For my research, I will focus on the ways that the Wembley Whopper and the Super Fisheries Gatsby reflect transformations in the apartheid state’s policy on the production of bread from 1950-1980. Presently, The Wembley Roadhouse and Super Fisheries have cemented themselves as food institutions on the periphery of the city in the suburb of Athlone. These establishments emerge in the 1970’s on the backdrop of political and economic upheaval, trauma, and violence. Communities were forcefully relocated. Families were fragmented across distant parts of the cape peninsula. The city became a distant place of work that people commuted to. The shifting labour market, work schedule, and political climate resulted in the reconfiguration of bread into the shape of the  whopper and the gatsby. Bread, that could be conveniently  and communally eaten. Arguably, the emergence of the burger and the gatsby on the backdrop of the state regulated and standardized white bread; ushered in and opened up new kinds of eating habits and consumption patterns which constituted the basis of a different kind of citizenship, a culinary citizenship.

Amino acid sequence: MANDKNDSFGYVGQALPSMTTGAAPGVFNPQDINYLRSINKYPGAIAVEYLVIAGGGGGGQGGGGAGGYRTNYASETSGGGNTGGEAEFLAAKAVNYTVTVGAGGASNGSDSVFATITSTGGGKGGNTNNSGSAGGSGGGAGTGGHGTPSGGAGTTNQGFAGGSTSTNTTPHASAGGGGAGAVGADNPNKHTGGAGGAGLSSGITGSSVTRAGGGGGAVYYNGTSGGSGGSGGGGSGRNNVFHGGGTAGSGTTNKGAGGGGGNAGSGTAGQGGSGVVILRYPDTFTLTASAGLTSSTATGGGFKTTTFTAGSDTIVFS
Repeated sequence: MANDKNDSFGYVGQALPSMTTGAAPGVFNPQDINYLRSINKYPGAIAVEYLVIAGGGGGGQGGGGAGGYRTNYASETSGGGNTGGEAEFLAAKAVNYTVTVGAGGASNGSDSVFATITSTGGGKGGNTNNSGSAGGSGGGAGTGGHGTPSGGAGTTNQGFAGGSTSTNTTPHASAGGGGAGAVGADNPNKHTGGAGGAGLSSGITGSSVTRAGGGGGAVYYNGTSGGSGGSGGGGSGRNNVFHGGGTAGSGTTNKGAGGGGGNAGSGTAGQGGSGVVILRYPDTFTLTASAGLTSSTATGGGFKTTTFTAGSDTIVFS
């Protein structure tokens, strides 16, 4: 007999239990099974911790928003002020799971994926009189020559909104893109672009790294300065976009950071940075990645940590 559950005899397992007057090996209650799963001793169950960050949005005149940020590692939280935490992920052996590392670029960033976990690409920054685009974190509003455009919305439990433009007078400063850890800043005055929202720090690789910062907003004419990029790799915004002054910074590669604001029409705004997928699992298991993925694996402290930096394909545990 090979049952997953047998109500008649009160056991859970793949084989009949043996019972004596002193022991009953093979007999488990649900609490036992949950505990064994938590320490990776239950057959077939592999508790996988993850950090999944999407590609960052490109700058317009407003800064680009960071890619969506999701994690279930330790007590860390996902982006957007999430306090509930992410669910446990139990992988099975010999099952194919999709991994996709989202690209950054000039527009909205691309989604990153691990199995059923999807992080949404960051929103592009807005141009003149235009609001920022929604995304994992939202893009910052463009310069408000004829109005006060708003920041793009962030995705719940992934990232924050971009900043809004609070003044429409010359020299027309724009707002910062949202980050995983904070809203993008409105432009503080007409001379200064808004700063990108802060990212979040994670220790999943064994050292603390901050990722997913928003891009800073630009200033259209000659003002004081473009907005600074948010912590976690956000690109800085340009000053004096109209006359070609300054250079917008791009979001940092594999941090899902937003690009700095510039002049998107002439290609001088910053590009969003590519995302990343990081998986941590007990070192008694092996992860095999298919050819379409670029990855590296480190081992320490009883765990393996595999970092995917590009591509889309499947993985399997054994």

The CHR in the time of a global pandemic

In line with protocols introduced by government towards the prevention and containment of the COVID-19 virus, the CHR suspended its public events, seminars, and general fellowship program until further notice.  We wish CHR fellows, students, artists, colleagues and friends, as well as our partners and funders in South Africa and across the world much strength and compassion in these difficult times.

 

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